US 5162120 A
Jacket extrusion apparatus in which a core tube located within an extruder head is provided with axial projections which are spaced around the tube. The projections break down accumulated drool from the extrudate and cause it to move away as small particles.
1. A jacket extrusion apparatus for cable comprising an extrusion head having a die orifice and a core tube disposed within the head, the core tube extending at least to the vicinity of the die orifice and providing a guide passage for cable core along a passline through the core tube and through the die orifice, and the core tube and extrusion head defining between them an annular flow passageway around the core tube for jacket extrusion, the core having at a downstream end region, a plurality of axially extending projections radially spaced within the outer confines of the die orifice, formed upon the outer surface of the core tube, and circumferentially spaced around the core tube for converting accumulations of extrudate present upon the core tube into discrete particles between the projections.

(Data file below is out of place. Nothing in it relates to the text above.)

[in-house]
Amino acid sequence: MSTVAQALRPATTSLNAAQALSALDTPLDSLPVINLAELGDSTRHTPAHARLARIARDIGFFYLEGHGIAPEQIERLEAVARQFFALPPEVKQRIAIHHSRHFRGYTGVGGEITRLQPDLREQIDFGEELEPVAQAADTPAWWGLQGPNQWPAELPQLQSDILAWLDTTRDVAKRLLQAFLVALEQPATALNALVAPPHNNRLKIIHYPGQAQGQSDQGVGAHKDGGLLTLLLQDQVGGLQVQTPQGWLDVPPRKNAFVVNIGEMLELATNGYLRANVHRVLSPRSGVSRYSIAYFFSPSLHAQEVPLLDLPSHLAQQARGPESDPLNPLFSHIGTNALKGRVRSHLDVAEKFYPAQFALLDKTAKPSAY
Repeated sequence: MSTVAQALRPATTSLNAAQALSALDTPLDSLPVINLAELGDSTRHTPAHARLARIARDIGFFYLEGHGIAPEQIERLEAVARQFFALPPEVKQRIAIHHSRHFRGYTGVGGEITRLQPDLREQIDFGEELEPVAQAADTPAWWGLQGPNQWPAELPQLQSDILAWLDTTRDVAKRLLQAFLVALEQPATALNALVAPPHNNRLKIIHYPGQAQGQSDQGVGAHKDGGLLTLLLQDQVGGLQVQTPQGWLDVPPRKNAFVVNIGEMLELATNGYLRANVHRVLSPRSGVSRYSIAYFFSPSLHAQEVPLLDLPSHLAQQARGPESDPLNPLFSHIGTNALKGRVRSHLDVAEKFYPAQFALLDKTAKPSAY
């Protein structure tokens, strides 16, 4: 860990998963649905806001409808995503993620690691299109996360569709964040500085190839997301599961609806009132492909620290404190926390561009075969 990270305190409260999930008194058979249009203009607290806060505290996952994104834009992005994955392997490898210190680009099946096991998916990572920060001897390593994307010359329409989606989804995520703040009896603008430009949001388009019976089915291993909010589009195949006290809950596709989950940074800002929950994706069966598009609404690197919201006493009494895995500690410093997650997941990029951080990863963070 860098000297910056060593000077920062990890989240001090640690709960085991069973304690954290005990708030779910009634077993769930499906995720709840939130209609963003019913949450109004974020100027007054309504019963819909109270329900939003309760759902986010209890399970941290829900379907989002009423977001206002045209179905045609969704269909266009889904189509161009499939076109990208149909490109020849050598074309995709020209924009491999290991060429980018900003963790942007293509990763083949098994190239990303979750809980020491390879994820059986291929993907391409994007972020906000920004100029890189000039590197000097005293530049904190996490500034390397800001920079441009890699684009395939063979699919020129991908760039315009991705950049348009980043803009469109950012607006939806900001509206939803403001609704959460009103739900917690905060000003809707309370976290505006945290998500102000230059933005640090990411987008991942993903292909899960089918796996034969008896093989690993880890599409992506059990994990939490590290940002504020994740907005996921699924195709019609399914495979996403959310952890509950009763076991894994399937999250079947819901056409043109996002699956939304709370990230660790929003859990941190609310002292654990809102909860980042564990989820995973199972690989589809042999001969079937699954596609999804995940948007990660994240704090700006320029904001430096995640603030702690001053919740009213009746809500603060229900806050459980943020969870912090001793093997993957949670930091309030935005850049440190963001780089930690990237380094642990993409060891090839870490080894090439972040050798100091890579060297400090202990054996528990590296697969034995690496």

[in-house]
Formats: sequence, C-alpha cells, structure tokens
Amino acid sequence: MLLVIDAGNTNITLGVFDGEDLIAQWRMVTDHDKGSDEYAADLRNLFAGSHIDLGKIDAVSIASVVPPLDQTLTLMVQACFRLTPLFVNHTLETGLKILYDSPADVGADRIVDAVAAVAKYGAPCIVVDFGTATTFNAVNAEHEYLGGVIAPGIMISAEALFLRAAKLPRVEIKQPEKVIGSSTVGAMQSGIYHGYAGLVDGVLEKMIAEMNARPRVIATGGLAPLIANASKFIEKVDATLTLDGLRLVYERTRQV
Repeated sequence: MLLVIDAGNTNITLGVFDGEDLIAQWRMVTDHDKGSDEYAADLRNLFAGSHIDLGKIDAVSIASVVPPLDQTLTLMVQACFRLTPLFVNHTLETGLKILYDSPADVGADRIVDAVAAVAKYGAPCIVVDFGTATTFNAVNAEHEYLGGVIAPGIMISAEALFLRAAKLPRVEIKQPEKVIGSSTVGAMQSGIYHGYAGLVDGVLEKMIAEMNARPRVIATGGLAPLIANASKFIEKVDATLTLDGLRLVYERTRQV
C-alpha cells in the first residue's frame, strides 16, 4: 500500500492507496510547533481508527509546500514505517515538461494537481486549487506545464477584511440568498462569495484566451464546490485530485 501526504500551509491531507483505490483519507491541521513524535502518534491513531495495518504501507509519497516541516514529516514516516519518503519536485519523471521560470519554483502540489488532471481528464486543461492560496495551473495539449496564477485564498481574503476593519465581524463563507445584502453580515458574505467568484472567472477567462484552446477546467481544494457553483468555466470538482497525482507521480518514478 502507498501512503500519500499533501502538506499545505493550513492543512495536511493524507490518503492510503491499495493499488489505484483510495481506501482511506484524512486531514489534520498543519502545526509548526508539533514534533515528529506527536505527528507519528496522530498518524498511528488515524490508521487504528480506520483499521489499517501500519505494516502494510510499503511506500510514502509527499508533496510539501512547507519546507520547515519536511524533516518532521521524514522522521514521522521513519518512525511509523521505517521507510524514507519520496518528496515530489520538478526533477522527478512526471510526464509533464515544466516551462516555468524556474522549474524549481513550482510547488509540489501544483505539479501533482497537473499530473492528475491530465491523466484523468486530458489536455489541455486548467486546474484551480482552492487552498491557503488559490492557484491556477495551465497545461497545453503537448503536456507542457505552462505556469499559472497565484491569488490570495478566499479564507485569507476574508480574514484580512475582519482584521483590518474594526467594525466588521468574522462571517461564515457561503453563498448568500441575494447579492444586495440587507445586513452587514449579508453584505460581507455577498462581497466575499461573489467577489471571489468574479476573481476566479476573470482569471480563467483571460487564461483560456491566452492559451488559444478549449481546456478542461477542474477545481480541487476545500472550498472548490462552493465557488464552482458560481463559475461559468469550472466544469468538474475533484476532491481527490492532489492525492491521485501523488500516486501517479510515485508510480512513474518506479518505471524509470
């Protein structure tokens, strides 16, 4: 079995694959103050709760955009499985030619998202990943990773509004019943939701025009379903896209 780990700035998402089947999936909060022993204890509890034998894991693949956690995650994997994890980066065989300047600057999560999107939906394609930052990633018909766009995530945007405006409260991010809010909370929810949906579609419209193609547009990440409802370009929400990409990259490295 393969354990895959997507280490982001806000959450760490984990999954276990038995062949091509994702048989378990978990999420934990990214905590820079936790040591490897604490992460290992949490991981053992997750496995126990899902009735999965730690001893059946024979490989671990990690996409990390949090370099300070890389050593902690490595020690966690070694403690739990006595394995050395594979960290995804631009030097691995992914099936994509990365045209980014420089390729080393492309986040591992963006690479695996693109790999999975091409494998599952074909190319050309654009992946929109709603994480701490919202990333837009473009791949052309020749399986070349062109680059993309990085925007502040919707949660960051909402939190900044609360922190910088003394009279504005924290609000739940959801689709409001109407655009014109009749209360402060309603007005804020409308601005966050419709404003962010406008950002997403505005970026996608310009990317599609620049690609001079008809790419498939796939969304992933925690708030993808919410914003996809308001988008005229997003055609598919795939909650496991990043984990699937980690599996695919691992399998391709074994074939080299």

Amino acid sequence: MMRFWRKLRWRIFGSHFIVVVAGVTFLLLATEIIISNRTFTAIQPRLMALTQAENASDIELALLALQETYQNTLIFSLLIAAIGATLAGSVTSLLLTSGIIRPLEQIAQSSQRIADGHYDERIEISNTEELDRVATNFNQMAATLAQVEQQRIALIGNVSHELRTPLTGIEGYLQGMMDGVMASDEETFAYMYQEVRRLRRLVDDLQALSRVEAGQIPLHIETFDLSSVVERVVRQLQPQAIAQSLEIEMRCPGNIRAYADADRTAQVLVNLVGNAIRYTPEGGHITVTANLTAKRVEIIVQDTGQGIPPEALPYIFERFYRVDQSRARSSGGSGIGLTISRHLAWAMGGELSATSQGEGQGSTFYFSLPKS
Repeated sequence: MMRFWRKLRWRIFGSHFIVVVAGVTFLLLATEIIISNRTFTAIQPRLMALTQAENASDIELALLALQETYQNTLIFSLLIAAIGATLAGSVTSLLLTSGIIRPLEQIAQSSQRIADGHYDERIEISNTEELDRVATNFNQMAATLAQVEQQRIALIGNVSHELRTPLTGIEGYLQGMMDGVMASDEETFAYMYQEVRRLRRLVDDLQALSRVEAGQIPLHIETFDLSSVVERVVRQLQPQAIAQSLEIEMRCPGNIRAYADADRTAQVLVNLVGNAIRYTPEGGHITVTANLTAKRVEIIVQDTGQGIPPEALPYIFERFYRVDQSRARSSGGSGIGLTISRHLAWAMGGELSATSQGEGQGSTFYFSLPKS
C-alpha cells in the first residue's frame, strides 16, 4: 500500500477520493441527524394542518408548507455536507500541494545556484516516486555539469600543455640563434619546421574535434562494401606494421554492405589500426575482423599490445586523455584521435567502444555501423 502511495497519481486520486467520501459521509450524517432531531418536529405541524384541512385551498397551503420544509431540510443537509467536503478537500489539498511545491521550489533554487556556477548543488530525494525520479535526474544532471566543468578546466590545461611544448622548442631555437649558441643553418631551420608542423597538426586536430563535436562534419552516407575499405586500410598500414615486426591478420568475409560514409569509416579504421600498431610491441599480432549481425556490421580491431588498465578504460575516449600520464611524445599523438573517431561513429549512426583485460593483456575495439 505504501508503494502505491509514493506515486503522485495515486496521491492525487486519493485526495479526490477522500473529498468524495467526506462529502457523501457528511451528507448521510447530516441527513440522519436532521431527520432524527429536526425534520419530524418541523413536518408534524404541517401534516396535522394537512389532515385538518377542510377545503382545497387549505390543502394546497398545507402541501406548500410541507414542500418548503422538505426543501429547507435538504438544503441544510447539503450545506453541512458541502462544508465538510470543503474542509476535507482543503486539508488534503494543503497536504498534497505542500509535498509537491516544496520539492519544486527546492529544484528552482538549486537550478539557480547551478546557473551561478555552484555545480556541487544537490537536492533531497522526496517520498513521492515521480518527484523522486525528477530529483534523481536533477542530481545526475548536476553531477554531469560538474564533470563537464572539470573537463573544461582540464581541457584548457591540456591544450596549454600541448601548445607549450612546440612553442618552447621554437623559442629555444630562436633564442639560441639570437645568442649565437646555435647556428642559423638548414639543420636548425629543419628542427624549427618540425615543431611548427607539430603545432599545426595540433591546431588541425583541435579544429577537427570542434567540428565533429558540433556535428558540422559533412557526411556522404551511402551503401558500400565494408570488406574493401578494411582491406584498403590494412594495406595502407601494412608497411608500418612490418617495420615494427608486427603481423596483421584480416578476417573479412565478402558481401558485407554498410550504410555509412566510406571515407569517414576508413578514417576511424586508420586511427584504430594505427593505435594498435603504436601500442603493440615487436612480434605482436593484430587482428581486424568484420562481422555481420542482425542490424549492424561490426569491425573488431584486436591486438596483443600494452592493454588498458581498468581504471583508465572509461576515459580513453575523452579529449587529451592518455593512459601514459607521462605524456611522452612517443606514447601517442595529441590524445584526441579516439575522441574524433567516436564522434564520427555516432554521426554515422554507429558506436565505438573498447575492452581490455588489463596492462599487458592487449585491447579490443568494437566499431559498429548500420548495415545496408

2. Apparatus according to claim 1 wherein the projections extend downstream from fixed ends to free ends while defining spaces between them, the spaces opening onto the passline.
3. Apparatus according to claim 1 wherein the projections extend upstream along the outer surface of the core tube from the downstream end of the core tube, the projections defining grooves which open at the downstream end of the tube.
4. Apparatus according to claim 2 wherein the projections taper towards free ends of the projections.
5. Apparatus according to claim 4 wherein grooves extend upstream along the downstream end region of the core tube from circumferential positions between the projections.
6. Apparatus according to either of claims 2 and 3 wherein the projections extend downstream along the pass line and outwardly beyond the die orifice.
1. Field of the Invention
This invention relates to methods and apparatus for providing jackets on cable.
2. Description of Related Art
In the manufacture of electrical cable, cable cores are surrounded by elastomeric jacketing material by extrusion techniques. There is a choice of jacketing materials dependent upon the design and use of the finished cable. For instance, for cables to be used inside buildings, jackets of polyvinylchloride compounds are normally required as these materials are considered to be more fire and flame resistant than other materials. For other uses, jackets formed from polyolefin compounds are used.